Imagine, for instance, that we brought nothing to the table. The product of that function would be exactly zero. It seems to ring true too. I can’t remember God ever coming through in a significant way in my life, in any situation where I was being unfaithful to what He was asking of me. It seems there’s also a consequence in always only bringing the minimum. Certainly, anything God allows to be released in our lives is good. Given the choice, however, I think anyone would prefer the maximum good, over the minimum. It provides proper encouragement to always bring your best, willing to yield it in service to God.
It’s fair to say, then, that multiplication doesn’t happen by accident. It’s the moment that obedience and preparation meet His timing and provision. It’s all according to His formula, but you’re a key factor.
by Chris Jones
As a culture we so miss the mark, when it comes to living a godly lifestyle. None-the-less, our desires are for God-sized blessings. Perhaps chief among them, for a Christian man, is “a Proverbs 31 woman”. If you haven’t read it recently, take some time to refamiliarize yourself.
It’s quite the mirror to hold before oneself, especially in a culture that so diligently glorifies and objectifies contrasting character. It’s a battle between competing ideologies. For many Christian women, the struggle is all too real.
Men, whether we realize it or not, we cast our vote in this contest, with the decisions we make. What entertainment are we consuming? What products are we purchasing, based on what advertisements? Who gets our attention? How are we treating the woman in our lives? Do we promote an environment where everyone is equally valued?
Take time, today, to stop and notice the role you play. Are you contributing to a culture that compels our daughters to chase fiction, or one that inspires them to become who they’re called to be?
God, help us recognize our need to be part of the solution. Help us find practical and effective answers to the question of how we can change the tide. Allow us to see past all the facades, to the wounded hearts inside. Help us take responsibility to change the game for generations of women to come.
by Chris Jones
Isn’t it strange that Jesus said that the rocks would cry out? The conversation takes place after Jesus’ triumphant entry into Jerusalem. Luke 19:37-40 tells us that the religious leaders told Jesus to rebuke his followers for proclaiming him as King, and equating him with God. Jesus’ reply suggests that, if those people kept their praise to themselves, “the stones along the road would burst into cheers.” (NLT)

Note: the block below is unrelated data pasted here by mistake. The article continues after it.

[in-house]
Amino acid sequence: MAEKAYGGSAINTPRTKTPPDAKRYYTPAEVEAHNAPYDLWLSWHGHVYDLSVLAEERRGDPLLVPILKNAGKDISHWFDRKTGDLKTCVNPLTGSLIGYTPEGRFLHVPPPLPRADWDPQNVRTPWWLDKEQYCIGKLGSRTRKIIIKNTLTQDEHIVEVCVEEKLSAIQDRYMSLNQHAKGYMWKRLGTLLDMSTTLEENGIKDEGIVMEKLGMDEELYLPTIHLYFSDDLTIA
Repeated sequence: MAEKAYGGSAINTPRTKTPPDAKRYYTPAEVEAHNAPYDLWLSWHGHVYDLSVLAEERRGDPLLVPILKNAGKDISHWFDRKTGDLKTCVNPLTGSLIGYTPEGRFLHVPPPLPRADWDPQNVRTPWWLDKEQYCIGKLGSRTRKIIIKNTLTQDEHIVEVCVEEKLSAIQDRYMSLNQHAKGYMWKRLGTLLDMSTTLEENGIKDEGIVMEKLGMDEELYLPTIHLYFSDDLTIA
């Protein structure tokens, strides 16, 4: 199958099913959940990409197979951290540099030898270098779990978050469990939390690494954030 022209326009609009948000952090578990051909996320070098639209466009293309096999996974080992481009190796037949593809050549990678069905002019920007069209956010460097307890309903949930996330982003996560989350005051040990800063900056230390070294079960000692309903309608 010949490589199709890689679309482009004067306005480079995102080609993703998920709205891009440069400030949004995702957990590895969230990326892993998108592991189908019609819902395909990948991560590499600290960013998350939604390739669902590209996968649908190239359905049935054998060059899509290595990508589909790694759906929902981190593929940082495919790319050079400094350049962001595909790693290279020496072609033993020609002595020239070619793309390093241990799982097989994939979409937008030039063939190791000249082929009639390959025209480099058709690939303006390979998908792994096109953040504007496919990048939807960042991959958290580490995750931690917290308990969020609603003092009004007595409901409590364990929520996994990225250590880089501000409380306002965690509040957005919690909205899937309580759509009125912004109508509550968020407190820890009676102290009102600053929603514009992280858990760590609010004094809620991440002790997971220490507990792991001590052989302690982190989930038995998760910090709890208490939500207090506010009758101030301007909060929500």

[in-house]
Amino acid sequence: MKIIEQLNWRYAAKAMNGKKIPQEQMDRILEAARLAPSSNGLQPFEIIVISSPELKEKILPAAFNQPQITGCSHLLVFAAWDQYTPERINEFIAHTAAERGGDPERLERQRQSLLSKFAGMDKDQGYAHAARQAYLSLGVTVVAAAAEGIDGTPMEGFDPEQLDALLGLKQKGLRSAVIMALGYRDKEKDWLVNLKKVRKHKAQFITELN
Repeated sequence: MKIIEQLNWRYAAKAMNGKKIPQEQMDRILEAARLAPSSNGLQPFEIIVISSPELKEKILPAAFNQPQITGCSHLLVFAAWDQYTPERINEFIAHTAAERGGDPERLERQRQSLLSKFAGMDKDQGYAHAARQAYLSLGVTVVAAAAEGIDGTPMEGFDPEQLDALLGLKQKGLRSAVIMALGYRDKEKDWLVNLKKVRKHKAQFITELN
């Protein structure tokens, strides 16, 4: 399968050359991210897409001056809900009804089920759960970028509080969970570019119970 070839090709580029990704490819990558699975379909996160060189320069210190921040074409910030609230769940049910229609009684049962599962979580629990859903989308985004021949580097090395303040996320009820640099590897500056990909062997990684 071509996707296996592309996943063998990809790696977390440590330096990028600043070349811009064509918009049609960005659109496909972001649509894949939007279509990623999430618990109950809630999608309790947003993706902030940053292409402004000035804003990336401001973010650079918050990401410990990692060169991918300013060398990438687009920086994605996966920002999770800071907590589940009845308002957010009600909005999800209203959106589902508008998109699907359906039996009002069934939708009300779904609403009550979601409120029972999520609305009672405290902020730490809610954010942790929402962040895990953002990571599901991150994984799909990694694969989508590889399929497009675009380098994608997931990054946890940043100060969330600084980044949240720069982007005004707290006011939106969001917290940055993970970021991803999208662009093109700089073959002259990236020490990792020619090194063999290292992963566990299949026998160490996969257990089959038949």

When you really think about it, natural objects declaring the majesty of God isn’t a stretch of the imagination. How many times have you heard someone with no faith in Jesus Christ, talk about experiencing God through nature, that the great outdoors is their church? These are fairly common sentiments. Psalm 19:1-4 even says, “The heavens proclaim the glory of God. The skies display his craftsmanship. Day after day they continue to speak; night after night they make him known. They speak without a sound or word; their voice is never heard. Yet their message has gone throughout the earth, and their words to all the world.”
It’s important to notice that there’s no inference that the rocks would share the gospel message. There’s no suggestion that the trees would relay a personal testimony of the difference Jesus has made in their lives. The wind and the waves aren’t going to be the body of Christ, ministering love to the people around them. As believers, these are our jobs. These are the roles we play in the Kingdom of God. Among all of his creation, God uniquely designed each of us to testify to his Glory, specifically as it has been revealed through his Son, Jesus Christ, the only way to the Father.
The bad news is that we’re living in a generation in which “the rocks” just might be doing a better job than us, of declaring the splendor of our King. That doesn’t necessarily advance the Kingdom though. It’s our job to point the world to Jesus Christ. All creation resounds in praise, but no rock can take your role.
by Chris Jones